Governor vetoes prevailing wage, right to work bills

CHARLESTON, W.Va. — Gov. Earl Ray Tomblin has vetoed both the right to work and prevailing wage bills.

On Thursday, the governor sent a letter to state Senate President Bill Cole (R-Mercer, 06) expressing his disapproval of the Workplace Freedom Act (SB 1).

Tomblin said he didn’t believe making West Virginia a right to work state would create jobs or help the economy.

“Since becoming governor in 2010, West Virginia has welcomed more than $10 billion in new investments and expansion projects. I do not believe West Virginia needs a right-to-work law, a law that would lead to little if any economy growth and may lower the wages of West Virginia workers,” the governor wrote in part of the letter.

Cole issued a statement Thursday saying he was “not surprised,” but “disappointed” with Tomblin’s decision.

“From the beginning, I have said the Senate is committed to doing what is necessary in order to move our state forward. I believe both of these bills, the West Virginia Workplace Freedom Act and the repeal of the state’s prevailing wage law, accomplish this goal,” Cole said.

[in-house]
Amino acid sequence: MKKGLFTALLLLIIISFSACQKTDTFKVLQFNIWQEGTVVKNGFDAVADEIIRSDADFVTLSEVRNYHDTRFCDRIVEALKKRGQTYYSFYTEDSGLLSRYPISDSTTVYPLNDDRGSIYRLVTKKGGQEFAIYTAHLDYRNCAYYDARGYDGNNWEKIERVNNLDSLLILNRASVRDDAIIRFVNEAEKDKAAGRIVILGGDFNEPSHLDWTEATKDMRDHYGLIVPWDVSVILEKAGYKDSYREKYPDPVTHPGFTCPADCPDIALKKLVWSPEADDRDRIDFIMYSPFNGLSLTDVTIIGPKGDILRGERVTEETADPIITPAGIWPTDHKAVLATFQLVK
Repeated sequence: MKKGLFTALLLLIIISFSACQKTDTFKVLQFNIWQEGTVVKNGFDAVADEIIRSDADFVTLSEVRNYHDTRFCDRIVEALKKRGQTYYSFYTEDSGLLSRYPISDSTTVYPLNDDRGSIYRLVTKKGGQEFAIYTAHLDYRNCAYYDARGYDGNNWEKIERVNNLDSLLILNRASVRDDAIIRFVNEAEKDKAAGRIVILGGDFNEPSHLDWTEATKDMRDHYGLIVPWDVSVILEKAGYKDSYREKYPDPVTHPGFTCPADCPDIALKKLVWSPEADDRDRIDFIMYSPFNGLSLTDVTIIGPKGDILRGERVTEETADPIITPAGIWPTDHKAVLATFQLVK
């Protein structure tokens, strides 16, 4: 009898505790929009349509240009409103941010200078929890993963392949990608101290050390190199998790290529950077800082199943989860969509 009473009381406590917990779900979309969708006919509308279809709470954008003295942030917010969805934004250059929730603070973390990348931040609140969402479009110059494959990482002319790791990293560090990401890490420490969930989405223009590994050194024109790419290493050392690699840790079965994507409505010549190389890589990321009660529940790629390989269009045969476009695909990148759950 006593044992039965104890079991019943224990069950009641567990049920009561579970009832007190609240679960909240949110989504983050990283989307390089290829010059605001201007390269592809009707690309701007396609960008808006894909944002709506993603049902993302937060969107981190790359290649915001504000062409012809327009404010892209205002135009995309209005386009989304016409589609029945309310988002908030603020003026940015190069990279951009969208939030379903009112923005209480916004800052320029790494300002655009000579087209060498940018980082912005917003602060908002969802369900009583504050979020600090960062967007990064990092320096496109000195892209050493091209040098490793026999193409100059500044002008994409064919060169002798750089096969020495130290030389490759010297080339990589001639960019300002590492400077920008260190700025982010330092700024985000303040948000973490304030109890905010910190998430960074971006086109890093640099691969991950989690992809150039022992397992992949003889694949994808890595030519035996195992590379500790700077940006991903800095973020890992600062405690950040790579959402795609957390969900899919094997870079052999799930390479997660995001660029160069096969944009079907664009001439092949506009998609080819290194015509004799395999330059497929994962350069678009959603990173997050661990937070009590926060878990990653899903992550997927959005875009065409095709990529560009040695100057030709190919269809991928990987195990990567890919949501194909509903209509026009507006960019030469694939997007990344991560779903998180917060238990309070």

The House approved the bill on a 54-46 vote after a nearly five hour debate last week.

Tomblin also sent a letter to House Speaker Tim Armstead (R-Kanawha, 40) to veto the repeal of prevailing wage (HB 4005).

“Last year, I worked with the Legislature to create a compromise on prevailing wage to help local communities by exempting projects less than $500,000 and to improve our state’s prevailing wage calculation,” Tomblin said. “We don’t need to pass bills that lower the wages of West Virginia workers and do little, if anything, to stimulate our economy.”

Armstead also said the governor’s decision wasn’t the response he hoped for.

“Today’s vetoes are disappointing, but not entirely surprising,” Armstead said in a Thursday statement. “Nonetheless, it’s disheartening that the governor, who professes concern about the state’s budget, would reject bills designed to promote economic growth and rein in excess government spending.”

It was a two hour debate last Thursday before the bill passed the Senate with a 18-16 vote.

Both the House and Senate are expected to override both vetoes as soon as Friday.

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